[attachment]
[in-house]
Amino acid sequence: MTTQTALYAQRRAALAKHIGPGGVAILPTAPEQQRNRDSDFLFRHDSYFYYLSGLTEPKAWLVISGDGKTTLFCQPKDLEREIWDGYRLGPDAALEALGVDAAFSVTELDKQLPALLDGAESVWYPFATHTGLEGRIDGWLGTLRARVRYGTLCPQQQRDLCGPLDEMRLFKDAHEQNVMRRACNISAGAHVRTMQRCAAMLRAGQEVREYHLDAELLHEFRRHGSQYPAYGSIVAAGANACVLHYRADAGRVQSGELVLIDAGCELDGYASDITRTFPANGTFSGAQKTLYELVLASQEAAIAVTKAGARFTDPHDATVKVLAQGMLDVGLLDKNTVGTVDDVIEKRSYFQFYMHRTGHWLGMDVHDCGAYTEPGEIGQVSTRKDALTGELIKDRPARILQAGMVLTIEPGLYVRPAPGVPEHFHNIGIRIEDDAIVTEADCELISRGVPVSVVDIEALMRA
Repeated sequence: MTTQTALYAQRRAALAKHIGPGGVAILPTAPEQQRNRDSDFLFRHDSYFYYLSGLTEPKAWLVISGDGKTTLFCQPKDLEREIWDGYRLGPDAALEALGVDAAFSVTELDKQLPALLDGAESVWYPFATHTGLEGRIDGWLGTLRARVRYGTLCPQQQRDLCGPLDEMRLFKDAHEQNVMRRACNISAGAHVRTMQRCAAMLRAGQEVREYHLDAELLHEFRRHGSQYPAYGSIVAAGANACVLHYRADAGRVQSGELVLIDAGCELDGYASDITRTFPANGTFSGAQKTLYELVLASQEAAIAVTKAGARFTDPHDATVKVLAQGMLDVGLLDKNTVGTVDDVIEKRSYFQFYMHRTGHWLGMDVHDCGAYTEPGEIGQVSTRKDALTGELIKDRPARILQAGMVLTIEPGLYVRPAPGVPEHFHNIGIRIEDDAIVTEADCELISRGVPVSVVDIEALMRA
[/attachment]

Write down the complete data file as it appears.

[in-house]
Amino acid sequence: MTTQTALYAQRRAALAKHIGPGGVAILPTAPEQQRNRDSDFLFRHDSYFYYLSGLTEPKAWLVISGDGKTTLFCQPKDLEREIWDGYRLGPDAALEALGVDAAFSVTELDKQLPALLDGAESVWYPFATHTGLEGRIDGWLGTLRARVRYGTLCPQQQRDLCGPLDEMRLFKDAHEQNVMRRACNISAGAHVRTMQRCAAMLRAGQEVREYHLDAELLHEFRRHGSQYPAYGSIVAAGANACVLHYRADAGRVQSGELVLIDAGCELDGYASDITRTFPANGTFSGAQKTLYELVLASQEAAIAVTKAGARFTDPHDATVKVLAQGMLDVGLLDKNTVGTVDDVIEKRSYFQFYMHRTGHWLGMDVHDCGAYTEPGEIGQVSTRKDALTGELIKDRPARILQAGMVLTIEPGLYVRPAPGVPEHFHNIGIRIEDDAIVTEADCELISRGVPVSVVDIEALMRA
Repeated sequence: MTTQTALYAQRRAALAKHIGPGGVAILPTAPEQQRNRDSDFLFRHDSYFYYLSGLTEPKAWLVISGDGKTTLFCQPKDLEREIWDGYRLGPDAALEALGVDAAFSVTELDKQLPALLDGAESVWYPFATHTGLEGRIDGWLGTLRARVRYGTLCPQQQRDLCGPLDEMRLFKDAHEQNVMRRACNISAGAHVRTMQRCAAMLRAGQEVREYHLDAELLHEFRRHGSQYPAYGSIVAAGANACVLHYRADAGRVQSGELVLIDAGCELDGYASDITRTFPANGTFSGAQKTLYELVLASQEAAIAVTKAGARFTDPHDATVKVLAQGMLDVGLLDKNTVGTVDDVIEKRSYFQFYMHRTGHWLGMDVHDCGAYTEPGEIGQVSTRKDALTGELIKDRPARILQAGMVLTIEPGLYVRPAPGVPEHFHNIGIRIEDDAIVTEADCELISRGVPVSVVDIEALMRA